Seed starting cons: It's an expensive way to get the variety of plants you want.


Let's start at the beginning. The last frost date for our area of Wisconsin is usually somewhere between May 1 and May 15.


That means if you want to start your own tomatoes, eggplant, peppers or other warm weather annual or perennials, you'll have to get moving. If you're wondering what needs to be started early, just look at the back of the seed packets. It will usually say something like "Start indoors six weeks before the last frost date."


Many seeds, such as tomatoes, green peppers and eggplants, need a heat source to germinate, and some seed starting kits come with heat mats.


All seeds need an intense light-source. A setup that includes tube-style lighting works best.


Secret tip: You don't need expensive "grow lights." Standard fluorescent tube lights have the light spectrum you need, according to Extension. If your light fixture has space for two tube lights, buy one from the "cool" spectrum and the other from the "warm" spectrum.


Yes, people do start seeds in sunny windowsills, but it's much less effective.


Starting seeds is a good way grow a lot of plants inexpensively—if you plan to make a habit of it. Startup costs include seeds, seed trays, soil starting mix, heating pads and lights. You'll also have to commit to the hardening-off process. That involves putting the seedlings outside for longer and longer periods of time to acclimate them to the sun and wind.


If you want to grow heirloom tomatoes, unusual perennials, or mass quantities of anything, seed starting is the way to go.


COMMUNITY GARDENS

It's still March, but it's not too early to sign up for a spot in one of the many local community gardens.


-- Rockport Road or "The Gathering Garden." In 2008, 10 raised beds were built on vacant city property near Wilson School, 465 Rockport Road, Janesville. Garden spots are available to neighborhood residents.


Contact: Ann Marie Ames at (608) 209-2143 or ann


marie.ames@gmail.com.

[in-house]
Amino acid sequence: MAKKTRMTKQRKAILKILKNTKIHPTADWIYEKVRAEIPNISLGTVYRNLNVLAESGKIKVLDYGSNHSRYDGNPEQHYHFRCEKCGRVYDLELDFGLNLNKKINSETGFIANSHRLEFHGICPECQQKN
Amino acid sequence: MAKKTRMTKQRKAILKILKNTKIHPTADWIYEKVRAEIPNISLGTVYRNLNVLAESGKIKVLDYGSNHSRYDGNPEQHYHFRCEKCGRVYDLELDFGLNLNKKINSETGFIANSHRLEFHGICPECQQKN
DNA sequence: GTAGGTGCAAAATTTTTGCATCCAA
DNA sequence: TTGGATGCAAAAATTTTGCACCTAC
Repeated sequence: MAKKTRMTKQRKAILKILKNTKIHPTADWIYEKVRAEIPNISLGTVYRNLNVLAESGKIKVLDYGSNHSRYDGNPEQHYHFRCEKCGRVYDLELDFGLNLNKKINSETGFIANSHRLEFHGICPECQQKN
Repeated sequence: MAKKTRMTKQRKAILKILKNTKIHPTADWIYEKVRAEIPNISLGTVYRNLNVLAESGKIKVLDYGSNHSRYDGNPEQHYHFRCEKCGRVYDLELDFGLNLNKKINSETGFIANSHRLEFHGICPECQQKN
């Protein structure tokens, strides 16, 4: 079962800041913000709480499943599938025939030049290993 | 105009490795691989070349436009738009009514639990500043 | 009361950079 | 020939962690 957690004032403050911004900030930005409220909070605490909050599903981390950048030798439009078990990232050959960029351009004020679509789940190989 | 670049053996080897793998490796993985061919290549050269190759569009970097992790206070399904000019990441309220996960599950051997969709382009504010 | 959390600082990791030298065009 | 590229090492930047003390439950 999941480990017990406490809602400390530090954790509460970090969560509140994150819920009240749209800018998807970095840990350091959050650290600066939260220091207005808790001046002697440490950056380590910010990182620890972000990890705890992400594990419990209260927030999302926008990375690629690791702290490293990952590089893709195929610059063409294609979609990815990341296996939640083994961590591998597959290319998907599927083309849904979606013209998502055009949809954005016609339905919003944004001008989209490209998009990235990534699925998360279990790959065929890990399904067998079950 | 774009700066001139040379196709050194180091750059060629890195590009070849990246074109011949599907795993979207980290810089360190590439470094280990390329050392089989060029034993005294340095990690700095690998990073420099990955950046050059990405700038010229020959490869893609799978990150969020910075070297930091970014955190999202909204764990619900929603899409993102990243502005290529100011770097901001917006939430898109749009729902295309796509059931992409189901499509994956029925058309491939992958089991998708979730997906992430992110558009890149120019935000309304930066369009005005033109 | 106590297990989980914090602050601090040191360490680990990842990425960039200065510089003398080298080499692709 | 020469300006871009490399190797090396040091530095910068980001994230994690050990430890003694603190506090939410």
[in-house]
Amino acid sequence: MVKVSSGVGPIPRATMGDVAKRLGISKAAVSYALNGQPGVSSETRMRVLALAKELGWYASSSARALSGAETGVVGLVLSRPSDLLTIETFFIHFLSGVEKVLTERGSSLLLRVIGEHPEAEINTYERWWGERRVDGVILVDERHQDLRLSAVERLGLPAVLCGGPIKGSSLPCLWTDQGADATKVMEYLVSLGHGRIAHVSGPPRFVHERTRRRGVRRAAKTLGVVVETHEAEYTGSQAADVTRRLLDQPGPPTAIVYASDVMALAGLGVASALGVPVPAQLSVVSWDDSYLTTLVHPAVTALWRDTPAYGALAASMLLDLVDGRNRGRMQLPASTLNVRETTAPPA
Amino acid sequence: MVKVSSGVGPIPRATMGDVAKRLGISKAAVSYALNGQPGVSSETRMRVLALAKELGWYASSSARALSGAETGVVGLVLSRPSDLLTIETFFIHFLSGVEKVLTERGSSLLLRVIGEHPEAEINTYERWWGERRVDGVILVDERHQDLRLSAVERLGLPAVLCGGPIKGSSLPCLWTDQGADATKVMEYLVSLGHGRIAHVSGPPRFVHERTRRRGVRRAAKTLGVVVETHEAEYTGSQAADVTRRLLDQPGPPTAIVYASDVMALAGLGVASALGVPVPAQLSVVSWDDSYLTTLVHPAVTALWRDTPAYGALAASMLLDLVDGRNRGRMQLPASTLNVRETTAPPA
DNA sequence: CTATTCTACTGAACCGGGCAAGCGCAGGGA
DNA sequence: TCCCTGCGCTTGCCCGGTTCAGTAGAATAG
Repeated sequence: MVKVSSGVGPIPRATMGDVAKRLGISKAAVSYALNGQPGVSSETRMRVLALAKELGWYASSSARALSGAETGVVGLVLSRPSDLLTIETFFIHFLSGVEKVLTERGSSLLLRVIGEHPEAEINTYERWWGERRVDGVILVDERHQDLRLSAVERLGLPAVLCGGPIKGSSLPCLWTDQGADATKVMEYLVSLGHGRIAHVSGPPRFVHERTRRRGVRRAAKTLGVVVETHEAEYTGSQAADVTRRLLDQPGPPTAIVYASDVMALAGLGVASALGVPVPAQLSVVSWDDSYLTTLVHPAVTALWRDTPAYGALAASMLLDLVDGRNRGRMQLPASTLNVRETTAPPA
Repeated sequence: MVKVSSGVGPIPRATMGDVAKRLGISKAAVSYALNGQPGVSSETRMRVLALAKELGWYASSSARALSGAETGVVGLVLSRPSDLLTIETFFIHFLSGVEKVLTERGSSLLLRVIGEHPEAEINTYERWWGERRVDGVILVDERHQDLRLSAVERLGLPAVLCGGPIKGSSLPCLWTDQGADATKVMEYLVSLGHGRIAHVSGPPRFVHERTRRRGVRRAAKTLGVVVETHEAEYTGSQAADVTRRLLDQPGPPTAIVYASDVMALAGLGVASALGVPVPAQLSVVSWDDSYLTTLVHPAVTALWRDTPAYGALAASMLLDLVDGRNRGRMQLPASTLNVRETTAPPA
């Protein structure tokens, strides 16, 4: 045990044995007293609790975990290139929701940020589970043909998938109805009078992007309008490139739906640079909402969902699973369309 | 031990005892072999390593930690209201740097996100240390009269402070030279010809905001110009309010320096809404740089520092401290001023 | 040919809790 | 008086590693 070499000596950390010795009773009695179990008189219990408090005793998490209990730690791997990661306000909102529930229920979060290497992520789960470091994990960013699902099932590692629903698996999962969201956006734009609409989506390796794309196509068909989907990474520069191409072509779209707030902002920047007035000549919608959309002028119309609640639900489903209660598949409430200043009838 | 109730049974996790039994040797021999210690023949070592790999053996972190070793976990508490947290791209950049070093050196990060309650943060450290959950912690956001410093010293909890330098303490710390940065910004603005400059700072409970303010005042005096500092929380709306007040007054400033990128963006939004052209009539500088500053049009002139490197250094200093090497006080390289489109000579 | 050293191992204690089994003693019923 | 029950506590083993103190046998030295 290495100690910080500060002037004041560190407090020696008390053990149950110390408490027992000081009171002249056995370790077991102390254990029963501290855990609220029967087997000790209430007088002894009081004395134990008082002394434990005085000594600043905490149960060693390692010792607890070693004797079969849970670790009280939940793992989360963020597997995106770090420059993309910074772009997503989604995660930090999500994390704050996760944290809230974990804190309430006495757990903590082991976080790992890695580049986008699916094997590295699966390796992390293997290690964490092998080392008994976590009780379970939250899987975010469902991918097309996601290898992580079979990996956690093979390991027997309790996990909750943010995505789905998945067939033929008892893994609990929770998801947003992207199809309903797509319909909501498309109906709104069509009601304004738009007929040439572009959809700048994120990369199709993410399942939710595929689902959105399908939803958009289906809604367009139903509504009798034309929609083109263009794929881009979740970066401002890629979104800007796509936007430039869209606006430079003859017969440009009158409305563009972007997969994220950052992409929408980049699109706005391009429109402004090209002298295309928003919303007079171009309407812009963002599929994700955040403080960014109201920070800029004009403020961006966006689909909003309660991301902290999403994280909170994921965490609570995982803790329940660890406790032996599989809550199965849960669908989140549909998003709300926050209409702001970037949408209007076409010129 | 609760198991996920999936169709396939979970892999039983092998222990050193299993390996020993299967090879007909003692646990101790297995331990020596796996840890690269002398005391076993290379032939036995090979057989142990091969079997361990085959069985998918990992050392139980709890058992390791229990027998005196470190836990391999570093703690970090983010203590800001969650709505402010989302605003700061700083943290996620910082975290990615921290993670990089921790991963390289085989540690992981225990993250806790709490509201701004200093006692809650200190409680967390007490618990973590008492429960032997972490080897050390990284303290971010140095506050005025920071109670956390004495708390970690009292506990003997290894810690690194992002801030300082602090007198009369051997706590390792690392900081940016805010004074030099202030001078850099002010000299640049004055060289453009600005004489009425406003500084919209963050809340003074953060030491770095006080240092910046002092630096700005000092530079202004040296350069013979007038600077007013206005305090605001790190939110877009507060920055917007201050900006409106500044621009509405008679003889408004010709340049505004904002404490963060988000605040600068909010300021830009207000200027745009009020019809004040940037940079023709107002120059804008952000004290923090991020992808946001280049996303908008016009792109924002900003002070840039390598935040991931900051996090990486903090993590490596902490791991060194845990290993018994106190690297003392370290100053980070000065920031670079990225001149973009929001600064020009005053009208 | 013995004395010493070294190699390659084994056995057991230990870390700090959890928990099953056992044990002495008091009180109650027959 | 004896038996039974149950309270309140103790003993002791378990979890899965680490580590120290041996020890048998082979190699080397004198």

-- Merrill Park Community Garden, corner of 5th and Merrill Streets, Beloit.


The garden has 12 dozen plots, three raised beds for chair-side gardening and larger communal gardens. Individual plots may be reserved with a $20 deposit. Activities during the summer include workshops, seed exchange, youth programs and the Fall Harvest Fiesta.


Wish list: Children's gardening gloves, juice drink mixes, dried gourds for birdhouse crafts.


Contact director: Anna Kokity, (608) 289-8500, merrillgarden@yahoo.com.


-- Look West Gardens, Washington Park, Janesville.


Nine beds, available to local residents.


Contact: Linda Kitzman at uncleyoyo2u@yahoo.com


-- Rock County Community Garden, next to the Rock County Sheriff's Office, 200 E. Highway 14, Janesville.


Last summer's participants will get priority garden placement. New applications will be taken after March 14. Plots are available on a first- come, first-served basis.


Garden plots are approximately 20-by-25 feet. A single plot is $30, two plots are $55.


For more information, go online to rock.uwex.edu or call Mike Maddox at (608) 757-5696.


-- Walworth County Community Garden, on the south side of County NN, just west of the new Lakeland School, 504 W. Court St. Elkhorn.


For more information, go online to uwex.edu/ces/cty/walworth or call (262) 741-4951.


Three sizes of garden plots are available along with raised bed for chair-side gardening.


Rental fees range from $10 to $30, depending on the size.